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Parę rad od kolegi z Ameryki
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Autor:  Krzysztof Pomietło [ czwartek, 2 czerwca 2016, 09:47 ]
Tytuł:  Parę rad od kolegi z Ameryki


Parę rad od gościa z międzynarodowego forum astronomicznego (
Planowałem wyjazd na własną rękę ponieważ nie byłem pewny czy się załapie na naszą wyprawę ;)

I can't help you personally with accommodations but you might try this:

This is the number one location to see the eclipse when considering weather. The website is for a county fairgrounds where there is camping. They can also arrange for you to rent an RV. It will not be cheap, though. They are planning a four or five day event with a music festival, and they say NASA will bring in a large screen to project the eclipse.

All hotels and other campgrounds within at least 50 miles of there have been booked for a year already. We booked two weeks ago at this place but we have RVs.

You can contact Sandy, who is the person who handles the campground reservations, at this email:

Good choice. I hope you have a great trip. There is lots of history and plenty to see up there — try to get to Yellowstone if you can (But not the first weekend in September. That's one of the biggest American holidays, and the traditional end of summer, so everyone is making a last holiday trip for the year. Yellowstone will be overrun with people then.) Another side-trip choice would be the Black Hills in South Dakota, to see Mt. Rushmore and the gold mining towns around there. Beautiful.

You'll have a great time.  Don't try to do too much. More time in fewer places is best. Just remember this: America is a whole continent. For example, driving from Casper, Wyoming to, say, San Francisco, is about the same distance as driving from Warsaw to Rome.

If you need any advice on specific things to see, feel free to ask.

może są to banały ale np otrzymałem dobrą radę by do parku yellowstone nie jechać pod koniec sierpnia bo pół ameryki tam będzie:)
z gosciem na bieżąco mailuję, jak wpadnie coś jeszcze ciekawego to tu wrzucę

Autor:  Marek Substyk [ czwartek, 2 czerwca 2016, 10:16 ]
Tytuł:  Re: Parę rad od kolegi z Ameryki

Widzę, że rady są dość ogólnikowe, ale każda wskazówka jest cenna.
W tej chwili Paweł, który nam współorganizuje pobyt wysłał mi zapytanie o miejsca, które chcemy zobaczyć. Wiadomo, że musimy znaleźć się w pasie zaćmienia w jego dniu i to jest główny cel.
Reszta jak Yellowstone czy inne parki to tylko dodatek.

Na pewno wszystkiego nie zobaczymy i nie zatrzymamy się przy wielu ciekawych atrakcjach. Niestety musimy wiele miejsc ominąć, a wybrać tylko te najciekawsze.
Nasz wstępna mapa, na której każdy może coś zaproponować jest na ... fSwY8R7ND4

Autor:  Krzysztof Pomietło [ piątek, 3 czerwca 2016, 09:19 ]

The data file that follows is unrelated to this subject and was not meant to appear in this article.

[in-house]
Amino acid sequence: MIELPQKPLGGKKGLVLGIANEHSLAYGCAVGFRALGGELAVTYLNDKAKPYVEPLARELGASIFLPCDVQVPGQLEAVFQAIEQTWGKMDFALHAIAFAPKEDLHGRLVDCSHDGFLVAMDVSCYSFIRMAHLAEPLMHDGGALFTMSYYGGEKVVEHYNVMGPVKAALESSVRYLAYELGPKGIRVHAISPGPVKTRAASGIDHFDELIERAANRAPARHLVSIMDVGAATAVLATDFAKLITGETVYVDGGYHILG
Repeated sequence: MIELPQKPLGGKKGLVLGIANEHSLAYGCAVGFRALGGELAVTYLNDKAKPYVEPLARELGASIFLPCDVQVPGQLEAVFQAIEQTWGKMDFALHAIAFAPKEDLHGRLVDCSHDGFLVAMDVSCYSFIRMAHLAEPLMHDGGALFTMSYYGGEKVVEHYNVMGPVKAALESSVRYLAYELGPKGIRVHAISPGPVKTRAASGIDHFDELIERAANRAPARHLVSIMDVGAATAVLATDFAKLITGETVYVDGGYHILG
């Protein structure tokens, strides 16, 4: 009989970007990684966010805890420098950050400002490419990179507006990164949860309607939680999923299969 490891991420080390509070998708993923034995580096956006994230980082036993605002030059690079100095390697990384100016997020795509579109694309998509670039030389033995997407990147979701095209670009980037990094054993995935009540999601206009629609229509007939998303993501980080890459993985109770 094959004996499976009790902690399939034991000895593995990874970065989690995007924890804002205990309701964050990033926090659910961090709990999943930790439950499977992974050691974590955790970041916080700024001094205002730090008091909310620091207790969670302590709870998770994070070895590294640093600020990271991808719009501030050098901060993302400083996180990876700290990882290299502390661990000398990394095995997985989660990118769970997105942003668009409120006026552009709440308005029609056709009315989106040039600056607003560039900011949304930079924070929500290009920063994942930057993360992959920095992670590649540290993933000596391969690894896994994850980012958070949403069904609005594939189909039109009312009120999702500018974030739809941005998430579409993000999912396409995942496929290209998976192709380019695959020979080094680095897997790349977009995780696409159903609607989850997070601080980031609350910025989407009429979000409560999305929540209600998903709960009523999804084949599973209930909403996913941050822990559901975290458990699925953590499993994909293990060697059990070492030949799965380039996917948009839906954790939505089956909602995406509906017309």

Tytuł:  Re: Parę rad od kolegi z Ameryki

Well, empty by some standards, not by others. I love what we call the high desert (high as in altitude, 1.5 km and higher). To stand atop a rise, with the smell of the sage in your nose and the sound of the wind in your ears, and to look 150 km into the distance and see no sign of humanity, is energizing. When you drive across Wyoming or Montana and see a thunder cloud rising 8 km into the air, and you can watch it for an hour as you drive along, you gain a new understanding of space. The motto of Montana is "Big Sky Country."

The best way to see the country is to stay off the interstate highways, taking the secondary roads. Pull into a small town at 6 a.m. Find the cafe with the beat up pickup trucks parked in front and that's where the local ranchers are gathering for breakfast. Stop in, talk to them and pick up some local culture.

But time is your enemy. Not knowing where you want to go, it's hard to make recommendations. With only two weeks, you won't have all that much time, and if you want to also visit a large city, you'll need to allow travel time. Some professionals I know say that if a trip can be done in a car in 6 hours or less, drive. More than that, fly.

My guess is that you'd fly in through Denver, then to Casper. You might just limit your visit to Wyoming and Colorado. The Rocky Mountains are America's highest, and you can drive up to 3300 meters for some very clean skies west of Denver. I'd look for an astronomy club in Denver and see what you might arrange with them. I see that there is the Denver Astronomical Society, with access to a 20-inch refractor:   . But I don't know any more about them than what's on their website.

If you should be in the San Francisco area, you should visit the Lick Observatory. I don't know if you can get inside one of the domes, but I think in the past people have been allowed to look through the original 91cm refractor built in 1888. You'd have to arrange this in advance. But San Francisco might be out of range considering your time available.

pyt. //// Can you give me a good place/adress for night observations? I mean good dark sky far away from city lights. Maybe there is special prepared place for astronomy's fans.////

Well, there aren't large cities in Wyoming so if you have your own gear you should be able to get away from lights fairly easily. Trees might be another issue, but there will be fields with good views.  You probably already know about the Casper Astronomical Society:

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